- The orbit of every planet is an
**ellipse**with the Sun at one of the two foci. - A line joining a planet and the Sun sweeps out
**equal areas during equal intervals of time**. - The
**square of the orbital period**of a planet is proportional to the**cube of the semi-major axis**of its orbit.

Basically, they describe the orbits of planets around the Sun (or any "small" object around a much more massive central object), under the assumption that the gravitational field can be considered Newtonian (even if historically quite the opposite happened, with Newton using Kepler's orbits to derive his laws of gravity).

The orbits of all planets in the Solar system are very well described, to first order, by these laws. Only after centuries of observations of Mercury, the closest to the Sun, it was possible to notice

*post-Keplerian*deviations due to relativistic effects.

When Kepler's laws say "proportional", the proportionality factor involves the masses of the objects (this was found by Newton). For example, in this approximation the third law is actually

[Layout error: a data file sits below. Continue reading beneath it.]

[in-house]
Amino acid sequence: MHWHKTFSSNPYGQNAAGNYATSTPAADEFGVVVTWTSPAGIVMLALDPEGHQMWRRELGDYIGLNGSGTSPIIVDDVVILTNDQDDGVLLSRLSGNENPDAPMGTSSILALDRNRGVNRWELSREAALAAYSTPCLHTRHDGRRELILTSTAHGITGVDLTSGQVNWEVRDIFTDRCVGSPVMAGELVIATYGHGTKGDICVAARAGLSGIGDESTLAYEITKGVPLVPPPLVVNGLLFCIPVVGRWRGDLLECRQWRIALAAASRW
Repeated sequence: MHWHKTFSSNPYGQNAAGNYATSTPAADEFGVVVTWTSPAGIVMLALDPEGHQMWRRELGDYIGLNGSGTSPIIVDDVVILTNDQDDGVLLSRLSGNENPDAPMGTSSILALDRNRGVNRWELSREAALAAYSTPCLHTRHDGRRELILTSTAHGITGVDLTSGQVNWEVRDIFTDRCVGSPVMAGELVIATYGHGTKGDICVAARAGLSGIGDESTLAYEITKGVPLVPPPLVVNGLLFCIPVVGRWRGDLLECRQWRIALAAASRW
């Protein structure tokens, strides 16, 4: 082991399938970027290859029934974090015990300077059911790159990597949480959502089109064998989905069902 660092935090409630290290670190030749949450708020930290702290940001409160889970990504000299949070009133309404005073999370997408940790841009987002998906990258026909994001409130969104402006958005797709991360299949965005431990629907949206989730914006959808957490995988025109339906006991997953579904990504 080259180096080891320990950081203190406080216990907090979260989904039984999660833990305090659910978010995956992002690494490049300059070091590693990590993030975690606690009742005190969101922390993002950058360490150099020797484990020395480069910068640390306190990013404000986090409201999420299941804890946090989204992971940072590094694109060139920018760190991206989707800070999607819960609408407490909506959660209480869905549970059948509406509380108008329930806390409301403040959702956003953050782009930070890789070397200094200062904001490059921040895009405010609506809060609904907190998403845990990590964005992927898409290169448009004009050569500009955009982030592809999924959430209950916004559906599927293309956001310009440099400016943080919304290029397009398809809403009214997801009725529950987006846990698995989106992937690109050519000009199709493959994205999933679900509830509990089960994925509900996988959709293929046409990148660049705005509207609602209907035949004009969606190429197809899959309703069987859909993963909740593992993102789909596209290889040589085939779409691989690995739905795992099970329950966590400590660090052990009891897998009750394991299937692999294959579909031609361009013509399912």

where

*a*is the semi-major axis of the orbit (the radius if the orbit is circular),

*G*(=6.67384 × 10

^{-11}m

^{3}kg

^{-1}s

^{-2}) the gravitational constant,

*M*the mass of the central object, and

*T*the orbital period.

One nice example? The measurement of our Galaxy's central supermassive black hole.

Several groups have been able to measure accurately the mass of this black hole by tracking the movement of several stars around it.

In the animated GIF above, a nice illustration of the procedure. Every orbit is an ellipse having in one of its foci, marked by the red cross in the center of the picture, an "invisible" object. This object, in order to describe the orbits of all the tracked orbiting points, must have a mass of about 4 million solar masses.

Here is a quite complete description of the work done by several groups to obtain this result.

Enjoy!